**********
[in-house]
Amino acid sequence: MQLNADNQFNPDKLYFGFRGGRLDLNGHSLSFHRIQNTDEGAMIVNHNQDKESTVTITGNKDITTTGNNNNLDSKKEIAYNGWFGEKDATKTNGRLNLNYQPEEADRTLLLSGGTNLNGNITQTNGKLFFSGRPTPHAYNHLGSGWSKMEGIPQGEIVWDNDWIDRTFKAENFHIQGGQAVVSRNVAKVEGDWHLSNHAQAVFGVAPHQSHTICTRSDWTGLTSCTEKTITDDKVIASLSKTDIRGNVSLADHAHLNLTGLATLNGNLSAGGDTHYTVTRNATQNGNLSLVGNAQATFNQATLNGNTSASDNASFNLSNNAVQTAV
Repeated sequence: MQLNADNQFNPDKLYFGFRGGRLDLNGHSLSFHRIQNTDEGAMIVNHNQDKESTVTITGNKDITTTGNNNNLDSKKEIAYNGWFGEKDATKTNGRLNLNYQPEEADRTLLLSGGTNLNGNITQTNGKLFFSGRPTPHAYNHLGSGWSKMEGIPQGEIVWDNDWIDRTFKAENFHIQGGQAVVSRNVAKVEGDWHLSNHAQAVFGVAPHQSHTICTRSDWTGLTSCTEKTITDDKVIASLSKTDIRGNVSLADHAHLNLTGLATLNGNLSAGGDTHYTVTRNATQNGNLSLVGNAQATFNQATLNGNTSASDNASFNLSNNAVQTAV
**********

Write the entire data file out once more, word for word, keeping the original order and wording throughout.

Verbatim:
[in-house]
Amino acid sequence: MQLNADNQFNPDKLYFGFRGGRLDLNGHSLSFHRIQNTDEGAMIVNHNQDKESTVTITGNKDITTTGNNNNLDSKKEIAYNGWFGEKDATKTNGRLNLNYQPEEADRTLLLSGGTNLNGNITQTNGKLFFSGRPTPHAYNHLGSGWSKMEGIPQGEIVWDNDWIDRTFKAENFHIQGGQAVVSRNVAKVEGDWHLSNHAQAVFGVAPHQSHTICTRSDWTGLTSCTEKTITDDKVIASLSKTDIRGNVSLADHAHLNLTGLATLNGNLSAGGDTHYTVTRNATQNGNLSLVGNAQATFNQATLNGNTSASDNASFNLSNNAVQTAV
Repeated sequence: MQLNADNQFNPDKLYFGFRGGRLDLNGHSLSFHRIQNTDEGAMIVNHNQDKESTVTITGNKDITTTGNNNNLDSKKEIAYNGWFGEKDATKTNGRLNLNYQPEEADRTLLLSGGTNLNGNITQTNGKLFFSGRPTPHAYNHLGSGWSKMEGIPQGEIVWDNDWIDRTFKAENFHIQGGQAVVSRNVAKVEGDWHLSNHAQAVFGVAPHQSHTICTRSDWTGLTSCTEKTITDDKVIASLSKTDIRGNVSLADHAHLNLTGLATLNGNLSAGGDTHYTVTRNATQNGNLSLVGNAQATFNQATLNGNTSASDNASFNLSNNAVQTAV